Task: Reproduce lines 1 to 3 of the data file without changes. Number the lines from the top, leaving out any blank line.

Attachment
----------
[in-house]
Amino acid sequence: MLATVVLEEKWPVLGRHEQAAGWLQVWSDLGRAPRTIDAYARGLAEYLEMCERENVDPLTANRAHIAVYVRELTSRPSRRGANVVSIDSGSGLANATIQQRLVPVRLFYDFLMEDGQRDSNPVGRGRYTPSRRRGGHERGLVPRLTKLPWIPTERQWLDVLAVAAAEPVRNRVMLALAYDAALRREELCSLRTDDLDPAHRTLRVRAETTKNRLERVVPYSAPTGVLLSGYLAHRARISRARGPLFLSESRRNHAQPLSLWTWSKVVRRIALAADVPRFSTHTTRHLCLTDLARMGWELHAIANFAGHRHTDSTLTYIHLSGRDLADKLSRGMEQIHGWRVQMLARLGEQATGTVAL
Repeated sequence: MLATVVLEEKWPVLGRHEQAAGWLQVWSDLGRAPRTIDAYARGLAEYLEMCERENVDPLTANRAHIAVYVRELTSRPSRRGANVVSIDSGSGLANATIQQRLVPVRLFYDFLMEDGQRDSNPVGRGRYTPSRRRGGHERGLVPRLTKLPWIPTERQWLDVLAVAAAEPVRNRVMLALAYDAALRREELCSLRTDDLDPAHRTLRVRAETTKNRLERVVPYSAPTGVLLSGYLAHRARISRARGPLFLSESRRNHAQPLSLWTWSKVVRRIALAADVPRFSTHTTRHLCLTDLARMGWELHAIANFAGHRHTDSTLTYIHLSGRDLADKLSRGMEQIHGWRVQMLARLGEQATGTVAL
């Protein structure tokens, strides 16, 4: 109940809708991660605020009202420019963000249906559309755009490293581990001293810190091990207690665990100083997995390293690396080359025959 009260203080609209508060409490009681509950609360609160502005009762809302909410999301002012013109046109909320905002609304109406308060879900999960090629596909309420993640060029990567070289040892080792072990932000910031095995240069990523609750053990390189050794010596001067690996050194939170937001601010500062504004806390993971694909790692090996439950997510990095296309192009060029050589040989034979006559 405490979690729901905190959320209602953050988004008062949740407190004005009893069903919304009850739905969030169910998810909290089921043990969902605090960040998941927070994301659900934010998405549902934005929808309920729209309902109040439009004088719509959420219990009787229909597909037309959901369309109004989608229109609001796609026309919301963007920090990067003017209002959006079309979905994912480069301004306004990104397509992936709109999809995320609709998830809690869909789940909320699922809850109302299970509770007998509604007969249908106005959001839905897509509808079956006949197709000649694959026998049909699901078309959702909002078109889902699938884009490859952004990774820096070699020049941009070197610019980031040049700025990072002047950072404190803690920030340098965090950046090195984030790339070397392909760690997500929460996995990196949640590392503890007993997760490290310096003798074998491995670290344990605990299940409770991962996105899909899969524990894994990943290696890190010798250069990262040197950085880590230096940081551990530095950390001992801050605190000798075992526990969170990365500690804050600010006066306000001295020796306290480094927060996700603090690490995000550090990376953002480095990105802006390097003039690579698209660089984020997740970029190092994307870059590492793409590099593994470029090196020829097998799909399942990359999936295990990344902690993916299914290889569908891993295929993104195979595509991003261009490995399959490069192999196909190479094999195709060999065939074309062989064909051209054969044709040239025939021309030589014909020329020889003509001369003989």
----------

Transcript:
[in-house]
Amino acid sequence: MLATVVLEEKWPVLGRHEQAAGWLQVWSDLGRAPRTIDAYARGLAEYLEMCERENVDPLTANRAHIAVYVRELTSRPSRRGANVVSIDSGSGLANATIQQRLVPVRLFYDFLMEDGQRDSNPVGRGRYTPSRRRGGHERGLVPRLTKLPWIPTERQWLDVLAVAAAEPVRNRVMLALAYDAALRREELCSLRTDDLDPAHRTLRVRAETTKNRLERVVPYSAPTGVLLSGYLAHRARISRARGPLFLSESRRNHAQPLSLWTWSKVVRRIALAADVPRFSTHTTRHLCLTDLARMGWELHAIANFAGHRHTDSTLTYIHLSGRDLADKLSRGMEQIHGWRVQMLARLGEQATGTVAL
Repeated sequence: MLATVVLEEKWPVLGRHEQAAGWLQVWSDLGRAPRTIDAYARGLAEYLEMCERENVDPLTANRAHIAVYVRELTSRPSRRGANVVSIDSGSGLANATIQQRLVPVRLFYDFLMEDGQRDSNPVGRGRYTPSRRRGGHERGLVPRLTKLPWIPTERQWLDVLAVAAAEPVRNRVMLALAYDAALRREELCSLRTDDLDPAHRTLRVRAETTKNRLERVVPYSAPTGVLLSGYLAHRARISRARGPLFLSESRRNHAQPLSLWTWSKVVRRIALAADVPRFSTHTTRHLCLTDLARMGWELHAIANFAGHRHTDSTLTYIHLSGRDLADKLSRGMEQIHGWRVQMLARLGEQATGTVAL